Amendments to the Constitution of the Russian Federation were proposed by the Russian President in his message to the Federal Assembly on 15 January, 2020 and adopted as the Law on Amendment No. 1-FKZ “On improving regulation of certain issues of the organisation and functioning of public authorities” dated of 14 March, 2020. A total of 206 amendments were proposed to the Constitution, and all of them were submitted to the so-called all-Russian vote as a package.
We know what came out of this: the amendments received public support, and on 3 July, 2020, the president signed a decree on their entering into force as of the next day. Here, I will not either assess the truth of the voting results, or the quality of the organisation of this process, since I am not an expert in this field, and also it is impossible to analyse all 206 amendments in one article. As an expert in the field of international law, I will focus on one of them.
As a result of the plebiscite, Article 79 of the Constitution was amended to exclude the implementation of decisions of interstate bodies adopted on the basis of the provisions of international treaties of the Russian Federation in their interpretation that contradicts the Constitution of the Russian Federation. The article itself does not change the priority of international law, which is enshrined in Article 15 of the Constitution, but it creates a huge field for indiscriminate law enforcement at the national level.
Here it should be noted that since 2015, Article 125 of the Constitution has already secured the priority of decisions of the Constitutional Court of Russia over decisions of the European Court of Human Rights (ECHR). The catalyst for the adoption of this amendment was the conflict between the decisions of the ECHR and the decisions of the Constitutional Court of the Russian Federation in the case of Konstantin Markin, a serviceman who demanded an equal right with a woman to take parental leave. But five years ago, only the Constitutional Court was empowered to assess the decisions of the ECHR, and the court itself has so far used this right only twice and in cases that dealt with issues important to the authorities.
Nevertheless, already in 2015, we saw a rather active media campaign that Russia is no longer obliged to implement the European Court decisions. I know some cases when people, being mistaken about the role of the ECHR decisions, did not file complaints. The current situation with the amendment to Article 79 is pushing by the media the same way, and every week I am asked when the decisions of the European Court will automatically not be accepted by Russia for implementation even in part of compensation payments. I think this year we will witness a drop in the number of complaints precisely because of the rather aggressive propaganda campaign.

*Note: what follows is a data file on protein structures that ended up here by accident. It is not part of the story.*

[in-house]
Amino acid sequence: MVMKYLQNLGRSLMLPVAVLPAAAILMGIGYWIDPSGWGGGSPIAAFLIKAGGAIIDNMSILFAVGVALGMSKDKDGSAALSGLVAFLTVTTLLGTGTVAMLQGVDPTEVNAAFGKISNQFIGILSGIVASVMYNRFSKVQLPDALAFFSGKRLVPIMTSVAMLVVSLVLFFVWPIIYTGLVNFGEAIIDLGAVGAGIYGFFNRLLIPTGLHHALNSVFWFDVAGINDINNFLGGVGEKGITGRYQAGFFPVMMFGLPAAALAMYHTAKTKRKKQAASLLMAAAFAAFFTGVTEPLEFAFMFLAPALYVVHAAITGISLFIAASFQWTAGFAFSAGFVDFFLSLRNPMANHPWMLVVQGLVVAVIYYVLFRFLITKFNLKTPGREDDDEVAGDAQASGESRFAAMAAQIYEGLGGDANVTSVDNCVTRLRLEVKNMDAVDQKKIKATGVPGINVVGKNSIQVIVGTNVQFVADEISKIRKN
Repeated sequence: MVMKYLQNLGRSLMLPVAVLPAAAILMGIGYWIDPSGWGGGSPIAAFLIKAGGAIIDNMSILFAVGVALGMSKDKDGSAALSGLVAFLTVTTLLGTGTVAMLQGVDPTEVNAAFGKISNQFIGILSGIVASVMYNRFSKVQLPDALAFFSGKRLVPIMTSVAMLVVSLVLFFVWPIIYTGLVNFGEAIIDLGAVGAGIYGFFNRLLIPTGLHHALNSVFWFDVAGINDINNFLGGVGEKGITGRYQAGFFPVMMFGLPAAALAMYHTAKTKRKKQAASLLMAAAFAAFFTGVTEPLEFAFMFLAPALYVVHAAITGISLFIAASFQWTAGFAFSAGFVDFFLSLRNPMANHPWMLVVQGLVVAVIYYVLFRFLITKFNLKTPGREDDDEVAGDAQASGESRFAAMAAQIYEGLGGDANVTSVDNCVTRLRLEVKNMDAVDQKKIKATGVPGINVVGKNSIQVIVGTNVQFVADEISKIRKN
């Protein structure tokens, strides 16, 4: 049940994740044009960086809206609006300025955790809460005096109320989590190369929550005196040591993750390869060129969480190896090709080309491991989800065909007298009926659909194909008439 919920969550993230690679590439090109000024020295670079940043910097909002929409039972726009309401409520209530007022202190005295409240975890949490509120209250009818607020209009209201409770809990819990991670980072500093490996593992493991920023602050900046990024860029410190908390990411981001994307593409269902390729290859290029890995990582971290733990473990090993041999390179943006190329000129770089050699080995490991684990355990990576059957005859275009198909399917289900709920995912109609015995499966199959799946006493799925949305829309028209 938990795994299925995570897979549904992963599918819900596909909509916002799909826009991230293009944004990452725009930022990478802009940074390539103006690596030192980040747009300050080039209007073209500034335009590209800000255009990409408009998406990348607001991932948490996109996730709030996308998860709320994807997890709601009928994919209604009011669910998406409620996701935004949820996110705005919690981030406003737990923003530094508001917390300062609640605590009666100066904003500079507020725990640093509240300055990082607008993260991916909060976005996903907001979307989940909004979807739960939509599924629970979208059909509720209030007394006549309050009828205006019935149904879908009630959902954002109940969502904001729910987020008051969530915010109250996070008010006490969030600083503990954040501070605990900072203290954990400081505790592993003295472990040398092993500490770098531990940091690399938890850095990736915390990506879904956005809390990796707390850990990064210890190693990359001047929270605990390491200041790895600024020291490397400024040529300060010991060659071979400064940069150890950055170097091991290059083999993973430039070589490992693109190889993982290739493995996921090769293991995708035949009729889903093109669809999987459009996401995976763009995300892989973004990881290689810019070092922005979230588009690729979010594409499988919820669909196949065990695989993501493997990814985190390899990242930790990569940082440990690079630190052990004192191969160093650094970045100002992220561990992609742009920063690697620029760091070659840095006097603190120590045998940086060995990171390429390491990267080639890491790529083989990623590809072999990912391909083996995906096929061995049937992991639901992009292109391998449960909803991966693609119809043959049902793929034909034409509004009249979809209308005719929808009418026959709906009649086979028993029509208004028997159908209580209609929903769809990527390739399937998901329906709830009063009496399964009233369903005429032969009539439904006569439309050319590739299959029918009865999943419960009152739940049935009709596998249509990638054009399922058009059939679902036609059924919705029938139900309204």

Even if we discard speculation on this topic, it is not entirely clear what awaits us after this amendment. I believe that even the legislator does not have a clear understanding of the result of this action. In essence, the Constitution is a legal act of direct action, and any local court has the right to apply this Article 79. At the same time, there is an old decision of the Constitutional Court that its powers can be exercised only by it and not by any other court. However, everything flows, everything changes: the Constitutional Court can issue a new ruling, and a local judge can try to step on the thin ice of the new rules. Either way, Pandora’s box is ready. The only question is who will open it, when and for what purpose.
Olga Sadovskaya has been working as a vice-president of the Russian public organisation Committee against Torture. She works on international protection and development of legislation in the field of human rights protection. Olga is also a member of the Executive Committee of the World Organisation against Torture, an external expert of UNDP and a member of a public monitoring commission for places of detention. She is a member of the Board and of the Advocacy Task Force of the EU-Russia Civil Society Forum.